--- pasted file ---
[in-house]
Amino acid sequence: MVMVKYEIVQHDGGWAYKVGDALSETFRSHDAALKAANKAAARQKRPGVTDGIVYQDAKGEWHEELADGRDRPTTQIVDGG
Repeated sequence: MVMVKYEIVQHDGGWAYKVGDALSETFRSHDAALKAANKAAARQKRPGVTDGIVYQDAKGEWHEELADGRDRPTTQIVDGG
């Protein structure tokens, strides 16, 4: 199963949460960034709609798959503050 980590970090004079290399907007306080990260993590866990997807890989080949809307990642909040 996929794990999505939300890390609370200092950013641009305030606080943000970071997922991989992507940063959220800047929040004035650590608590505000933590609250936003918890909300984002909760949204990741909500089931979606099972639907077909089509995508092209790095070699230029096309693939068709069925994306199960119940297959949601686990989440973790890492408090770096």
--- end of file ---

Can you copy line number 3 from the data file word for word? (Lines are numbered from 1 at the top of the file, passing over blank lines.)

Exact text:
Repeated sequence: MVMVKYEIVQHDGGWAYKVGDALSETFRSHDAALKAANKAAARQKRPGVTDGIVYQDAKGEWHEELADGRDRPTTQIVDGG